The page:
Political Activism at UT, Then and Now

by David V. Edwards 

Many things have changed at The University of Texas at Austin since I started teaching here in 1965. One of the most striking is the change in political activism.

When I arrived here, there was a recent history of widely-supported demonstrations on civil rights issues. One prominent instance had been demonstrations protesting the removal of Black soprano Barbara Conrad from the lead role opposite a White male in the opera “Dido and Aeneas” by the music department after pressure from Texas legislatures—a case recently recounted in a documentary shown on PBS. Another was demonstrations to integrate local movie theaters and restaurants.

As I arrived, the Vietnam War was heating up. There was widespread discontent over the escalation of the fighting by the Lyndon Johnson administration. As ground troops were increased, the military draft brought the war closer to students, and demonstrations on the main mall became regular phenomena, attended or at least observed by hundreds of students. Those demonstrations culminated in a march to the capitol by thousands of students and some faculty. As an opponent of the war from its outset and a government professor teaching courses in international relations and in security policy, I was a frequent speaker at these rallies. Students also organized a debate over the war, held in an overflowing Union Ballroom, with two representatives of the Young Americans for Freedom opposed by well-known leftwing journalist Robert Scheer (who went on to a prominent career writing for left-wing periodicals and eventually the Los Angeles Times, and now teaches journalism at USC and edits the website Truthdig) and me.

There were other issues that provoked demonstrations in those days. One was the banning by UT President Bryce Jordan of a UT theater group’s political play because it contained brief nudity. (The troupe then took the play on the road, eventually performing it in many U.S. cities and even in Europe.) Jordan banned it because, he said, it was “obscene.” In a rally on the West Mall, outside the Union where it had been performed, I criticized the banning by arguing that obscenity resides in the mind of the beholder, and saying that the play should be allowed to go on so people could make up their own minds.

The civil rights era demonstrations really did advance the cause of racial integration. It would be hard to argue that the Vietnam era demonstrations had unique impact, but they did contribute to the growing national opposition to the war, which eventuated in President Johnson’s decision not to run for reelection and later helped make it possible for President Nixon to, belatedly, end the war.

Over the decades since, there have been occasional demonstrations and other instances of political activism on the U. T. campus, but nothing on the scale of these major demonstrations.

Why is that? One reason surely is that students in the Vietnam era faced the prospect of being drafted into the conflict. After Vietnam, the nation turned to the volunteer army, removing that incentive in subsequent instances of U.S. military involvement abroad.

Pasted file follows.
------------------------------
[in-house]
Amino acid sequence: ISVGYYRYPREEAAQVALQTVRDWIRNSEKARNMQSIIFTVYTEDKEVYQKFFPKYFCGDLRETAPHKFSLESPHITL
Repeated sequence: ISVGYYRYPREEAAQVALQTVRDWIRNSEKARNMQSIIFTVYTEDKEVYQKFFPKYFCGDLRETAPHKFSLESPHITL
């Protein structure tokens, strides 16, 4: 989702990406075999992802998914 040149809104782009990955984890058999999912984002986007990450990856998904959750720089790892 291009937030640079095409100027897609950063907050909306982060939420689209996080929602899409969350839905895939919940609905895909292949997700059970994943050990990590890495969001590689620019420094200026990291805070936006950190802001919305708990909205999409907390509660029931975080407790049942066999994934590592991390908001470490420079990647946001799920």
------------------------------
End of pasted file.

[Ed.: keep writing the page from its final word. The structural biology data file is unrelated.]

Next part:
But were students then more socially aware and socially concerned than students today? I’m not so sure. Although many observers and armchair sociologists have argued that students today are more self-centered, and they certainly have more to fear about job prospects in today’s world of declining incomes of many jobs, outsourcing of many of the better manufacturing jobs, and the employment impact of the great recession, I find many students today quite concerned about what’s happening in the world, and desirous of making a contribution to dealing with what will surely be grave challenges in the future, from environmental pollution and water scarcity to poverty and health.

In a way, the most striking absence of significant political activism today concerns the future of public education. The current efforts by self-pronounced “conservatives” to cut taxes and impose most of the burden of deficit reduction at both the national and state levels on those most dependent on government help threaten the life chances of many poorer Americans, including some students at UT. They also threaten aspects of the education process at UT. And their likely longer term effects on society threaten the stability and promise of the world our students will be entering when they leave the University. Yet these right-wing efforts have not stimulated the kind of opposition on the part of students and faculty that might be expected, given what I see as the societal concern of so many students.

Why is this? Have we not, as educators, helped students see the seriousness of these threats? Or are students so short-term-oriented that they neither see nor care to see these implications? The answer is not clear, but the matter is certainly cause for concern.

David V. Edwards is professor of government at The University of Texas at Austin, where he has taught international relations, security policy, American politics, public policy and political theory since 1965. Among his books are Arms Control in International Politics, International Political Analysis, Creating a New World Politics, The American Political Experience, and (with Alessandra Lippucci) Practicing American Politics. His son John graduated from UT two years ago and his daughter Elisabeth is a junior.